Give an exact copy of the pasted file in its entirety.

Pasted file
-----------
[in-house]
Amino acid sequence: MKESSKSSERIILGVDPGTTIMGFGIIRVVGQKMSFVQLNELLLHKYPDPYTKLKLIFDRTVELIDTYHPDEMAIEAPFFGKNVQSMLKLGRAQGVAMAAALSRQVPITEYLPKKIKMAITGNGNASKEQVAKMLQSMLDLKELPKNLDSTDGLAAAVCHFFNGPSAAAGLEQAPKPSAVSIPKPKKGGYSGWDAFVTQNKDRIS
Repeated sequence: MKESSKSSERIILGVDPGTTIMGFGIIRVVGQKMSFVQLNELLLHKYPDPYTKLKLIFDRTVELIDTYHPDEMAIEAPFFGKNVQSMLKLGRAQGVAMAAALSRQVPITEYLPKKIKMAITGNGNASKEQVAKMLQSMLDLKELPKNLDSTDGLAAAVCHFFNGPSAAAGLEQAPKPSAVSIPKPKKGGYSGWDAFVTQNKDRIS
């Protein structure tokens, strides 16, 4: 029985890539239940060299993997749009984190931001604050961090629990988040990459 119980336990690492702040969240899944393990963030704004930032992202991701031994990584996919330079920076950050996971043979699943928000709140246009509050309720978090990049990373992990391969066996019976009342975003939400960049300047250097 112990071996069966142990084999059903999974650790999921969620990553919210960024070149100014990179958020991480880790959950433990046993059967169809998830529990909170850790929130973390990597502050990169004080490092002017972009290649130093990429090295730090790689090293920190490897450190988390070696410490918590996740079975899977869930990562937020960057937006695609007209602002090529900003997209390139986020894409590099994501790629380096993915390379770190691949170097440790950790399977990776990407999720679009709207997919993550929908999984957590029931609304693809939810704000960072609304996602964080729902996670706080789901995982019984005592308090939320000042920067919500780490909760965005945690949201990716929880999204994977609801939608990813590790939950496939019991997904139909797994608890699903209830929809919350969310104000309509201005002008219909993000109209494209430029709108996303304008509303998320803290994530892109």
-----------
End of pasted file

[in-house]
Amino acid sequence: MKESSKSSERIILGVDPGTTIMGFGIIRVVGQKMSFVQLNELLLHKYPDPYTKLKLIFDRTVELIDTYHPDEMAIEAPFFGKNVQSMLKLGRAQGVAMAAALSRQVPITEYLPKKIKMAITGNGNASKEQVAKMLQSMLDLKELPKNLDSTDGLAAAVCHFFNGPSAAAGLEQAPKPSAVSIPKPKKGGYSGWDAFVTQNKDRIS
Repeated sequence: MKESSKSSERIILGVDPGTTIMGFGIIRVVGQKMSFVQLNELLLHKYPDPYTKLKLIFDRTVELIDTYHPDEMAIEAPFFGKNVQSMLKLGRAQGVAMAAALSRQVPITEYLPKKIKMAITGNGNASKEQVAKMLQSMLDLKELPKNLDSTDGLAAAVCHFFNGPSAAAGLEQAPKPSAVSIPKPKKGGYSGWDAFVTQNKDRIS
């Protein structure tokens, strides 16, 4: 029985890539239940060299993997749009984190931001604050961090629990988040990459 119980336990690492702040969240899944393990963030704004930032992202991701031994990584996919330079920076950050996971043979699943928000709140246009509050309720978090990049990373992990391969066996019976009342975003939400960049300047250097 112990071996069966142990084999059903999974650790999921969620990553919210960024070149100014990179958020991480880790959950433990046993059967169809998830529990909170850790929130973390990597502050990169004080490092002017972009290649130093990429090295730090790689090293920190490897450190988390070696410490918590996740079975899977869930990562937020960057937006695609007209602002090529900003997209390139986020894409590099994501790629380096993915390379770190691949170097440790950790399977990776990407999720679009709207997919993550929908999984957590029931609304693809939810704000960072609304996602964080729902996670706080789901995982019984005592308090939320000042920067919500780490909760965005945690949201990716929880999204994977609801939608990813590790939950496939019991997904139909797994608890699903209830929809919350969310104000309509201005002008219909993000109209494209430029709108996303304008509303998320803290994530892109």